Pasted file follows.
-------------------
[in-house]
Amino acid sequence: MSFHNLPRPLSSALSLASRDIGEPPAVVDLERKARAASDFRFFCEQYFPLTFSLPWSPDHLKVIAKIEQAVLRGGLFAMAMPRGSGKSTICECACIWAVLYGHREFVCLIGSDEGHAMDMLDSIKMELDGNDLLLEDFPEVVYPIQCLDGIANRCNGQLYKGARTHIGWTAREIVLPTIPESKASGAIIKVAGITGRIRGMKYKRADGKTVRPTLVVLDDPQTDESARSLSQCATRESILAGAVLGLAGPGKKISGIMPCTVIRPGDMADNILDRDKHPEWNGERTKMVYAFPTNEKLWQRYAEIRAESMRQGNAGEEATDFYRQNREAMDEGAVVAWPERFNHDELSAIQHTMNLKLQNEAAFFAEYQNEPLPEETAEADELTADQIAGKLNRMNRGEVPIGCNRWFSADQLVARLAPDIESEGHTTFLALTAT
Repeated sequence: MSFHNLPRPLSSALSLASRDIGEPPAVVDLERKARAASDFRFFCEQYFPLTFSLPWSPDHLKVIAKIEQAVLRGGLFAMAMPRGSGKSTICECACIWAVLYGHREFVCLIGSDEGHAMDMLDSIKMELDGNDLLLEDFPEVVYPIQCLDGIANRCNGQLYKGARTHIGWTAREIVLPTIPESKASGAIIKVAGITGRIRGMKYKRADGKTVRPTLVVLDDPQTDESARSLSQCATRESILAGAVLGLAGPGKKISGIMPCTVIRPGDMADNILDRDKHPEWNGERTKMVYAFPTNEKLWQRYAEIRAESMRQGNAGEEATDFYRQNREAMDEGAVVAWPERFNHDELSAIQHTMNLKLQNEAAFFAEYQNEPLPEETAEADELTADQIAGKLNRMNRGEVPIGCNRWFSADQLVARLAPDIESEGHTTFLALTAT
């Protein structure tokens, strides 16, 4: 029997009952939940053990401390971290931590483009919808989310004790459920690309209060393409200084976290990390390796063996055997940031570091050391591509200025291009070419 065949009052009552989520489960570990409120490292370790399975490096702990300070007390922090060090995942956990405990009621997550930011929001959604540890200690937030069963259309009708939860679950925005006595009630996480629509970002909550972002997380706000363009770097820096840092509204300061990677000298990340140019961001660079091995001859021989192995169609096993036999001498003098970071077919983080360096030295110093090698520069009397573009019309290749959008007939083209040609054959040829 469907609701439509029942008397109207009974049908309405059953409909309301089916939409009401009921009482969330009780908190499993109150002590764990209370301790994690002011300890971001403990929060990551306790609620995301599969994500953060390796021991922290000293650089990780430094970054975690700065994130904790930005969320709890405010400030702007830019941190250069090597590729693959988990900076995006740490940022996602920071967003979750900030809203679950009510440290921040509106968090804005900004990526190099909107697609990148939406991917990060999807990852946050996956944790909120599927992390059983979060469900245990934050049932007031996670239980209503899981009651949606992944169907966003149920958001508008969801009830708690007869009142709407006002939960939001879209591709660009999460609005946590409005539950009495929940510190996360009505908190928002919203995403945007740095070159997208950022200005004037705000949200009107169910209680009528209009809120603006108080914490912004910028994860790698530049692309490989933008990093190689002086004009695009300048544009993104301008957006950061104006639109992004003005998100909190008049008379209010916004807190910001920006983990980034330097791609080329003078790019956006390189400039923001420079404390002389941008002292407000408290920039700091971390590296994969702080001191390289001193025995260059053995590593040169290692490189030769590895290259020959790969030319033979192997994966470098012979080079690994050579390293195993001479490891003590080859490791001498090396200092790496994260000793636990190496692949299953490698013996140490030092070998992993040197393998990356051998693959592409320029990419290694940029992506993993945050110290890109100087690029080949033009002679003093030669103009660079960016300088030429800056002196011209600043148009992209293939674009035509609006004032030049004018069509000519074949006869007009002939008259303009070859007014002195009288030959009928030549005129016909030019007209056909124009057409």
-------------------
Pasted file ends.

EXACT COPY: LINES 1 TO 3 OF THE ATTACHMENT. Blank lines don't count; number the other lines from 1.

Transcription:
[in-house]
Amino acid sequence: MSFHNLPRPLSSALSLASRDIGEPPAVVDLERKARAASDFRFFCEQYFPLTFSLPWSPDHLKVIAKIEQAVLRGGLFAMAMPRGSGKSTICECACIWAVLYGHREFVCLIGSDEGHAMDMLDSIKMELDGNDLLLEDFPEVVYPIQCLDGIANRCNGQLYKGARTHIGWTAREIVLPTIPESKASGAIIKVAGITGRIRGMKYKRADGKTVRPTLVVLDDPQTDESARSLSQCATRESILAGAVLGLAGPGKKISGIMPCTVIRPGDMADNILDRDKHPEWNGERTKMVYAFPTNEKLWQRYAEIRAESMRQGNAGEEATDFYRQNREAMDEGAVVAWPERFNHDELSAIQHTMNLKLQNEAAFFAEYQNEPLPEETAEADELTADQIAGKLNRMNRGEVPIGCNRWFSADQLVARLAPDIESEGHTTFLALTAT
Repeated sequence: MSFHNLPRPLSSALSLASRDIGEPPAVVDLERKARAASDFRFFCEQYFPLTFSLPWSPDHLKVIAKIEQAVLRGGLFAMAMPRGSGKSTICECACIWAVLYGHREFVCLIGSDEGHAMDMLDSIKMELDGNDLLLEDFPEVVYPIQCLDGIANRCNGQLYKGARTHIGWTAREIVLPTIPESKASGAIIKVAGITGRIRGMKYKRADGKTVRPTLVVLDDPQTDESARSLSQCATRESILAGAVLGLAGPGKKISGIMPCTVIRPGDMADNILDRDKHPEWNGERTKMVYAFPTNEKLWQRYAEIRAESMRQGNAGEEATDFYRQNREAMDEGAVVAWPERFNHDELSAIQHTMNLKLQNEAAFFAEYQNEPLPEETAEADELTADQIAGKLNRMNRGEVPIGCNRWFSADQLVARLAPDIESEGHTTFLALTAT